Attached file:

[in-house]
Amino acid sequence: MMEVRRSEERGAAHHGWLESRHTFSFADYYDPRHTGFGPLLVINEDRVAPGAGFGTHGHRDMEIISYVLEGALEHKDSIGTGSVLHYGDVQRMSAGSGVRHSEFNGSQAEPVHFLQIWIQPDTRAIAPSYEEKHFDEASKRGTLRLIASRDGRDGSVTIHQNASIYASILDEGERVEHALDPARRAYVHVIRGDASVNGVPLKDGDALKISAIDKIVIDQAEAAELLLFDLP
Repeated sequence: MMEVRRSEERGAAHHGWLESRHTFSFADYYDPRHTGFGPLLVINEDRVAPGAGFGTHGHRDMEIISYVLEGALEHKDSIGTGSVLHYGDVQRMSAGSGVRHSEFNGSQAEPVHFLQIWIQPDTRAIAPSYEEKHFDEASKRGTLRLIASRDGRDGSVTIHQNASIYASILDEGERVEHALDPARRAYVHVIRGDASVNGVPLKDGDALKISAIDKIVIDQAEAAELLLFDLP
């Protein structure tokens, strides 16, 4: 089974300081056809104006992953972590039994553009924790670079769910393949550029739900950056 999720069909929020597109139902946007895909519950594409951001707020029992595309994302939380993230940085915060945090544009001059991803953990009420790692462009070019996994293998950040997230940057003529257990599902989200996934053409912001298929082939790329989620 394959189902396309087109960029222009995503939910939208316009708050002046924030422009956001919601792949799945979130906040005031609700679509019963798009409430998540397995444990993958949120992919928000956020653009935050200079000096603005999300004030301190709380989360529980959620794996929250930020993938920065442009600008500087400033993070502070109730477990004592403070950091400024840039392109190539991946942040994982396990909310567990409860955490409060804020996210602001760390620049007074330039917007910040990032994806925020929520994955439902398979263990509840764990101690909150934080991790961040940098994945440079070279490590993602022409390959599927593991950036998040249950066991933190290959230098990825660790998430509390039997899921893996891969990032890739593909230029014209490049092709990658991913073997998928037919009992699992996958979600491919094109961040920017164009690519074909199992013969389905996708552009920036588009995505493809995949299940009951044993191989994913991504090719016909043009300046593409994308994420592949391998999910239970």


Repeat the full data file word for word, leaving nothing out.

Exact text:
[in-house]
Amino acid sequence: MMEVRRSEERGAAHHGWLESRHTFSFADYYDPRHTGFGPLLVINEDRVAPGAGFGTHGHRDMEIISYVLEGALEHKDSIGTGSVLHYGDVQRMSAGSGVRHSEFNGSQAEPVHFLQIWIQPDTRAIAPSYEEKHFDEASKRGTLRLIASRDGRDGSVTIHQNASIYASILDEGERVEHALDPARRAYVHVIRGDASVNGVPLKDGDALKISAIDKIVIDQAEAAELLLFDLP
Repeated sequence: MMEVRRSEERGAAHHGWLESRHTFSFADYYDPRHTGFGPLLVINEDRVAPGAGFGTHGHRDMEIISYVLEGALEHKDSIGTGSVLHYGDVQRMSAGSGVRHSEFNGSQAEPVHFLQIWIQPDTRAIAPSYEEKHFDEASKRGTLRLIASRDGRDGSVTIHQNASIYASILDEGERVEHALDPARRAYVHVIRGDASVNGVPLKDGDALKISAIDKIVIDQAEAAELLLFDLP
């Protein structure tokens, strides 16, 4: 089974300081056809104006992953972590039994553009924790670079769910393949550029739900950056 999720069909929020597109139902946007895909519950594409951001707020029992595309994302939380993230940085915060945090544009001059991803953990009420790692462009070019996994293998950040997230940057003529257990599902989200996934053409912001298929082939790329989620 394959189902396309087109960029222009995503939910939208316009708050002046924030422009956001919601792949799945979130906040005031609700679509019963798009409430998540397995444990993958949120992919928000956020653009935050200079000096603005999300004030301190709380989360529980959620794996929250930020993938920065442009600008500087400033993070502070109730477990004592403070950091400024840039392109190539991946942040994982396990909310567990409860955490409060804020996210602001760390620049007074330039917007910040990032994806925020929520994955439902398979263990509840764990101690909150934080991790961040940098994945440079070279490590993602022409390959599927593991950036998040249950066991933190290959230098990825660790998430509390039997899921893996891969990032890739593909230029014209490049092709990658991913073997998928037919009992699992996958979600491919094109961040920017164009690519074909199992013969389905996708552009920036588009995505493809995949299940009951044993191989994913991504090719016909043009300046593409994308994420592949391998999910239970």